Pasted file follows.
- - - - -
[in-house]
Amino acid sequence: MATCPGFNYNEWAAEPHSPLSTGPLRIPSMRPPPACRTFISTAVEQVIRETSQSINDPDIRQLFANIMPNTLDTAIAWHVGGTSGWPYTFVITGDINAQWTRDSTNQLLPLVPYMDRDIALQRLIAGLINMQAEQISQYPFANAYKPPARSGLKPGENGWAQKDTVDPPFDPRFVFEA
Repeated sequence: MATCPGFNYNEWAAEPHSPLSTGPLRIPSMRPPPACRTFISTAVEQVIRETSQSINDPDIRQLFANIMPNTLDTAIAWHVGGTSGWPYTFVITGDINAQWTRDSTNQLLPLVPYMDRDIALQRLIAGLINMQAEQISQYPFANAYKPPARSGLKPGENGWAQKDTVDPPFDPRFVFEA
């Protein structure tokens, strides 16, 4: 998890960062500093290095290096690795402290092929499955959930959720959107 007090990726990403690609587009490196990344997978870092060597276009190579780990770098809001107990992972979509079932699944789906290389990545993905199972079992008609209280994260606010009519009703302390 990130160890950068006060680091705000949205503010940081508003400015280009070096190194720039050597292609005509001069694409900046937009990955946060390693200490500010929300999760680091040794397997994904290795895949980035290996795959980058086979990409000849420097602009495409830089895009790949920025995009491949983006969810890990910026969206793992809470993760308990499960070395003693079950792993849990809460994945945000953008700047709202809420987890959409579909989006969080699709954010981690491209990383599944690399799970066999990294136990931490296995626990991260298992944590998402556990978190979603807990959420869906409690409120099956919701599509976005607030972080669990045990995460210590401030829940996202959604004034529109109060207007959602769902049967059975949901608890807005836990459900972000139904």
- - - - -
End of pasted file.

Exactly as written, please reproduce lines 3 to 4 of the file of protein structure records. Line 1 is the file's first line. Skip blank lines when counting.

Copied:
Repeated sequence: MATCPGFNYNEWAAEPHSPLSTGPLRIPSMRPPPACRTFISTAVEQVIRETSQSINDPDIRQLFANIMPNTLDTAIAWHVGGTSGWPYTFVITGDINAQWTRDSTNQLLPLVPYMDRDIALQRLIAGLINMQAEQISQYPFANAYKPPARSGLKPGENGWAQKDTVDPPFDPRFVFEA
């Protein structure tokens, strides 16, 4: 998890960062500093290095290096690795402290092929499955959930959720959107 007090990726990403690609587009490196990344997978870092060597276009190579780990770098809001107990992972979509079932699944789906290389990545993905199972079992008609209280994260606010009519009703302390 990130160890950068006060680091705000949205503010940081508003400015280009070096190194720039050597292609005509001069694409900046937009990955946060390693200490500010929300999760680091040794397997994904290795895949980035290996795959980058086979990409000849420097602009495409830089895009790949920025995009491949983006969810890990910026969206793992809470993760308990499960070395003693079950792993849990809460994945945000953008700047709202809420987890959409579909989006969080699709954010981690491209990383599944690399799970066999990294136990931490296995626990991260298992944590998402556990978190979603807990959420869906409690409120099956919701599509976005607030972080669990045990995460210590401030829940996202959604004034529109109060207007959602769902049967059975949901608890807005836990459900972000139904």